Hello, it's Mark Coleman here. And I've been asked to answer the question, what if I feel like my inner critic helps me succeed in the world, is that bad? So thank you for that question. I think it's a really important and common one because many of us feel, and many students I talk to feel, like if I didn't have a critic, if there wasn't something nagging me, bashing me, cajoling me, bullying me, I wouldn't get out of bed in the morning. I wouldn't work so hard. I wouldn't get anything done.

My house would be a mess. The dishes would be piling up in the sink. I wouldn't be such a good parent. I wouldn't be taking care of the things I need to take care of. That without that voice, I'd be lazy, I'd be a slob.

I wouldn't get anything done. I wouldn't care about anything. So I often hear from students, oh the critic is what gets me motivated. And I think that can be true to some extent. And I can look back at my own life and see, Oh yeah, that voice at times had a place in cajoling me or guilting me or pressuring me to do something.

And I can think about something as simple as cleaning my house and how the critic would often have a lot of thoughts and ideas and judgements about how the house should be. How clean it should be, how tidy it should be. And this is a small example, but I think it's indicative of how the critic works. And so sometimes when I was living alone and I'd wake up and the kitchen was a mess, the dishes unwashed, or the house disorderly, my critic would have a lot of ideas about that and judgments and views. What if somebody comes over? What if people knew you were living like this? Sometimes I could hear my parents' voice, you know, as if I was still a teenager being told to pick up my clothes and whatever.

The problem with listening to the critic, as I've talked a little about in the course even though it can seem like it's motivating us, usually by judging or pushing or bullying, being a bit of a taskmaster or a tyrant as some people call it. When we listen to that voice, when we're motivated by that voice of judgment, it's usually pushing us in a way where we do those things, but we feel contracted. We feel pushed, we feel compelled, and there's often a tinge of fear in it. Fear of the critics, wrath, fear of disappointing the judge or whoever the judge represents. And the main thing is that each time we listen to the critic, each time we give it's words value and importance, we strengthen that mechanism.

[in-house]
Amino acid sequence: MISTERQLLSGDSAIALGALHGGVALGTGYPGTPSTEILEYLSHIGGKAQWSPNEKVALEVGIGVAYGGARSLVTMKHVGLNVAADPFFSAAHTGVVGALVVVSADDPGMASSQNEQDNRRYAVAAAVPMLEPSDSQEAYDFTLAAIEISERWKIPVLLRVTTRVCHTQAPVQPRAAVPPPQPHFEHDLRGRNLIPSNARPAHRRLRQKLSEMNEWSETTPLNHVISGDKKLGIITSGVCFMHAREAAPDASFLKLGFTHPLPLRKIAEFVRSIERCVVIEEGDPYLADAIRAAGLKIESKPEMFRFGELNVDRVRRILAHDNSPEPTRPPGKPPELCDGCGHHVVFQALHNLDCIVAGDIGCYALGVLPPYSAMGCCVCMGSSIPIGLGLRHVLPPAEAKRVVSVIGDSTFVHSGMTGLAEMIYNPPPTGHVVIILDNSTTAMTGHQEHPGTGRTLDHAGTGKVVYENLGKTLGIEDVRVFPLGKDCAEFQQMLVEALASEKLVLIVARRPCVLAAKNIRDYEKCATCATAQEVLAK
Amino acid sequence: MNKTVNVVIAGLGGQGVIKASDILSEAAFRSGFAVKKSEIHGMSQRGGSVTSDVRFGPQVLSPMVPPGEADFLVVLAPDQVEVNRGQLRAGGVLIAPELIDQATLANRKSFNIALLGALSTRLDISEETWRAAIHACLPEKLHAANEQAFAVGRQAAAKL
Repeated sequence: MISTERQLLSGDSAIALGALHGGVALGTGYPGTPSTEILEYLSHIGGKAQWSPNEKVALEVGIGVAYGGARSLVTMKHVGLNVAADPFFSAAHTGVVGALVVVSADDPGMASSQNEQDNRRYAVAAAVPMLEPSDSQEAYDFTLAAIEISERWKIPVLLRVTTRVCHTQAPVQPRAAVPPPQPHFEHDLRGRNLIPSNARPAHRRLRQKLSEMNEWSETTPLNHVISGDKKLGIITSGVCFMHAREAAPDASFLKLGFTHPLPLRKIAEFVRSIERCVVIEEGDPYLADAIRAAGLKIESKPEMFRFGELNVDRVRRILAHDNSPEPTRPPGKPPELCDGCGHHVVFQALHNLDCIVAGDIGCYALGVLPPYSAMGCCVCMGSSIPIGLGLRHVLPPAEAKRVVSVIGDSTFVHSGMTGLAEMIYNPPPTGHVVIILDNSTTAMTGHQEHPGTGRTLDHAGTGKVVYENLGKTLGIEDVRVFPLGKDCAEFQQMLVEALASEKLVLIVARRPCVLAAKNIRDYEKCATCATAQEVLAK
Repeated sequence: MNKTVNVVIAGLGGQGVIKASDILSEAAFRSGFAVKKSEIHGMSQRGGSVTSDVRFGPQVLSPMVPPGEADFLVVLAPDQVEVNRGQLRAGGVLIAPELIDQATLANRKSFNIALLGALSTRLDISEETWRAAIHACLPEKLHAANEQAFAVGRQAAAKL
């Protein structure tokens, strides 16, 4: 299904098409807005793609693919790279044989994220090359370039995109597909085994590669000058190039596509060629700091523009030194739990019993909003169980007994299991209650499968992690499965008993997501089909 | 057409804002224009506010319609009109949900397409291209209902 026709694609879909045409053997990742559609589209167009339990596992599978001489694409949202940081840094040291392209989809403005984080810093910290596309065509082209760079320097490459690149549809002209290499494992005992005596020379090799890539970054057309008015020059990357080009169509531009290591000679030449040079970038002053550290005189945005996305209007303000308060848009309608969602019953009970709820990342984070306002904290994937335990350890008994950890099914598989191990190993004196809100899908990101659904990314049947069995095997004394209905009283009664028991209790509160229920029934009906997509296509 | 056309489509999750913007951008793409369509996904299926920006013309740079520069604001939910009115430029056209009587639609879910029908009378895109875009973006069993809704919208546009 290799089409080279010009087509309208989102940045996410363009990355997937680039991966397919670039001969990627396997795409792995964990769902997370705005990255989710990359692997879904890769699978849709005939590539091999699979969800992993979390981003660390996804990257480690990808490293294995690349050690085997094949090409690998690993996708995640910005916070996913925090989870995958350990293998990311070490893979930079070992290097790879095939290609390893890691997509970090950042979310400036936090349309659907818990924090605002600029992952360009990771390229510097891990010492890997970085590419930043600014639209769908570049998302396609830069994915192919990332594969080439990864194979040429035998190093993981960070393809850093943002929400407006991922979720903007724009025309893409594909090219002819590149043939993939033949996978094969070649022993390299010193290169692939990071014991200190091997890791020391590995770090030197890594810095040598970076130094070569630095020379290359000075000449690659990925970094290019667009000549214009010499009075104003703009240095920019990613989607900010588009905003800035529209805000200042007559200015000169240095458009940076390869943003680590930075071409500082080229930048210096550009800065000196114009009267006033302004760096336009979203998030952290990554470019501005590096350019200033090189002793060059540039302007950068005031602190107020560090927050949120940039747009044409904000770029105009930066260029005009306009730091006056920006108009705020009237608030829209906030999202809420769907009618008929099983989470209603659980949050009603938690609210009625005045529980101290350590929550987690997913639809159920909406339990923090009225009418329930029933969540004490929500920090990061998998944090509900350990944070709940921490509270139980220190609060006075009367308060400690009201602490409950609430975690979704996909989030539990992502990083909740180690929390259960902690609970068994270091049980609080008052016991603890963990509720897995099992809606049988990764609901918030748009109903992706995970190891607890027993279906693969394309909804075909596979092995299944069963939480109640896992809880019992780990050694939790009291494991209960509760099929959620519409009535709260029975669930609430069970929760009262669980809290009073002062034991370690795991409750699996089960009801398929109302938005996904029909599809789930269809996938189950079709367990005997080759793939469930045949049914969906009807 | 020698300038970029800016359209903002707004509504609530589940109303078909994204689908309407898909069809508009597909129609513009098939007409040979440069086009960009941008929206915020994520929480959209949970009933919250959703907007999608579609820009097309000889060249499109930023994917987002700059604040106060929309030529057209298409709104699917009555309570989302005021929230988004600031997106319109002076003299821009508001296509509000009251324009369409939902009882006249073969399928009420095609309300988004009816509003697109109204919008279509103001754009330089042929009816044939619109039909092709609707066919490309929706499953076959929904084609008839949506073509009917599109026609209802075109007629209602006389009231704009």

And as I've discussed the critic, not just judges us, in my case for having a messy house or not doing the dishes, but it also has an implication. If you don't do those things, if you fail, if you don't follow my words, therefore you're a failure. You're hopeless, you're worthless, you don't have value. And so the more that we listen to and give the time of day to the critic, the more we put our fundamental value and worth on the line. And you might want to ask yourself as I did, do I want to have my judge, my critic evaluating whether I'm worthy as a human being? And yes, maybe I can be successful and do certain things, but the problem with that, if it's motivated by the critic, if you don't succeed, if you don't do those things, if you don't achieve what you intended to achieve, then the critic, you can be sure, we'll let you know about it with judgment, with shame, with criticism.